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Animators Survival Kit

2012 Hugo Awards shortlists unveiled

11th April 2012 - 1:15pm

Five authors are in contention to win the coveted Hugo Award for best novel, one of the most prestigious science fiction prizes in the world and the only major fantasy award voted for by fans.

Originally known as the Science Fiction Achievement Awards, the prizes were renamed in 1992 in honour of Hugo Gernsback, the founder of the pioneering magazine Amazing Stories.

The shortlist is based on the ballots submitted by members of the World Science Fiction Society and the award is presented each year at the World Science Fiction Convention, with the 2012 ceremony taking place on September 2nd.

This year's contenders include George R. R. Martin's A Dance with Dragons, the latest instalment in his A Song of Fire and Ice series that began with A Game of Thrones in 1996.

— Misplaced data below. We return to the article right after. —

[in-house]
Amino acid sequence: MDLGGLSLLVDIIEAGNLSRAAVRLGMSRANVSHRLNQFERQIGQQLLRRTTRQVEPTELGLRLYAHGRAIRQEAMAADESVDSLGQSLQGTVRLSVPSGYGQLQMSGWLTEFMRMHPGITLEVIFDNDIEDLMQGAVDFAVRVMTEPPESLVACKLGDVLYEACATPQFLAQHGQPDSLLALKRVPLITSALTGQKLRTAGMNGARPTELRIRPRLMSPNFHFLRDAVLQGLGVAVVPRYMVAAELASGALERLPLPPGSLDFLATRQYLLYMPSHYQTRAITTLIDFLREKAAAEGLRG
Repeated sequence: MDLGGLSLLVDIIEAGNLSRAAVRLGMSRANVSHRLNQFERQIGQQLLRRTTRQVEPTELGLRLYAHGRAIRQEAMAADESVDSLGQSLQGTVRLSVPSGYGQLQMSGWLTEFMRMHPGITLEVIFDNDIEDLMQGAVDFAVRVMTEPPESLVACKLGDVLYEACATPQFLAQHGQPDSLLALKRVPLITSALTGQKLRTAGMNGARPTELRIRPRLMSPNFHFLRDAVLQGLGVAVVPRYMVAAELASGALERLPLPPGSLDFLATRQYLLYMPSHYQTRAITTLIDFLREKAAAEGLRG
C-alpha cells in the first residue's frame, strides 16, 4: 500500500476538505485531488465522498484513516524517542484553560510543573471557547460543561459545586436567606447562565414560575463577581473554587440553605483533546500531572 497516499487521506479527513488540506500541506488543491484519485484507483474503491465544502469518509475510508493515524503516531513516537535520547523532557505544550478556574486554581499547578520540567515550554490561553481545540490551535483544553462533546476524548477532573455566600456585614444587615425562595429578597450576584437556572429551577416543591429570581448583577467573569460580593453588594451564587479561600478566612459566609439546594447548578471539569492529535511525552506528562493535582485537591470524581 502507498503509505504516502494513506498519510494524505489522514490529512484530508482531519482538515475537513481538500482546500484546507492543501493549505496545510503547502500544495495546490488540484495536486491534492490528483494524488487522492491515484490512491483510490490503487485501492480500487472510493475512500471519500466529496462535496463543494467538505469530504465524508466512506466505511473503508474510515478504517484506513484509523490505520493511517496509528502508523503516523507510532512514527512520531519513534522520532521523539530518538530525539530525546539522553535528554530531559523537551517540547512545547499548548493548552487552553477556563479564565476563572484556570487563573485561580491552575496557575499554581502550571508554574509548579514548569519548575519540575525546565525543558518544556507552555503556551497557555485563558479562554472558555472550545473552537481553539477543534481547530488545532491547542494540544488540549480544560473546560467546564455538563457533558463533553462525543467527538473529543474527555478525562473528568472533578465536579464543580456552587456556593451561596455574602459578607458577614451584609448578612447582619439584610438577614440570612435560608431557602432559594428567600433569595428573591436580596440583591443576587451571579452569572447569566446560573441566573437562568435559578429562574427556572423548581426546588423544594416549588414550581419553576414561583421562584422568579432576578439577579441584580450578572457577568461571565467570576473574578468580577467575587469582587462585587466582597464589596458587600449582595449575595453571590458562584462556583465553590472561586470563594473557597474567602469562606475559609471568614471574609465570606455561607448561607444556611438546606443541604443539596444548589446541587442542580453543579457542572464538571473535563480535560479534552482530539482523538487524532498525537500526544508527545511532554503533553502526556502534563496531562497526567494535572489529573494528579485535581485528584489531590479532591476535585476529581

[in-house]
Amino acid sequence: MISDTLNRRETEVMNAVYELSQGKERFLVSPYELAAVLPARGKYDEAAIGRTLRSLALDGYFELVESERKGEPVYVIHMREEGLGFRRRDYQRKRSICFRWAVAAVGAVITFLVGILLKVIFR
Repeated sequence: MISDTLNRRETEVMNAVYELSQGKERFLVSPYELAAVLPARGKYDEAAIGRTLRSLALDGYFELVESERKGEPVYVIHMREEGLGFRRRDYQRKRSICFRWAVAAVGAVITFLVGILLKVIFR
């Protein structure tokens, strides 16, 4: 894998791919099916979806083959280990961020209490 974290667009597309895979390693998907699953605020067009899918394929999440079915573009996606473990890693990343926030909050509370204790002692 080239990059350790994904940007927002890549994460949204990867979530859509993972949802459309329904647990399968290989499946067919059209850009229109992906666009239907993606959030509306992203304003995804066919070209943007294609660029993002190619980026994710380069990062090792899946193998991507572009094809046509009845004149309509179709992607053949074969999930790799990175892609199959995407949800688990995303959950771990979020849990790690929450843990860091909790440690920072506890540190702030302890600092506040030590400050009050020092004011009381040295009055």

He is up against Mira Grant's Deadline, one of the most acclaimed zombie novels of recent years, and Among Others, Jo Walton's fantastical coming of age novel.

China Mieville's acclaimed space saga Embassytown is also in contention, alongside Leviathan Wakes, James S. A. Corey's space opera.

Mieville will be hoping to go one step further at the Hugo Awards than at this week's British Science Fiction Association (BSFA) Awards, when Embassytown lost out to Christopher Priest's quirky murder mystery The Islanders.

Priest courted controversy last month when he criticised the books nominated for the prestigious Arthur C. Clarke Award, describing the shortlist as 'dreadful' and the judges as 'not fit for purpose', claiming the panel had 'played it safe'.

However, Priest was more complimentary about other science fiction awards – including the Hugos and the one he was receiving.

'The Hugos are different, they're a fan award. If a fan likes these books then that's fine. And the BSFA awards are such a good-natured event, so it's a special bonus to get an award at the end,' he added.

Last year's Hugo Award for best novel was won by Connie Willis for Blackout and All Clear, two volumes of a saga about time-travelling historians set in the mid-21st century.

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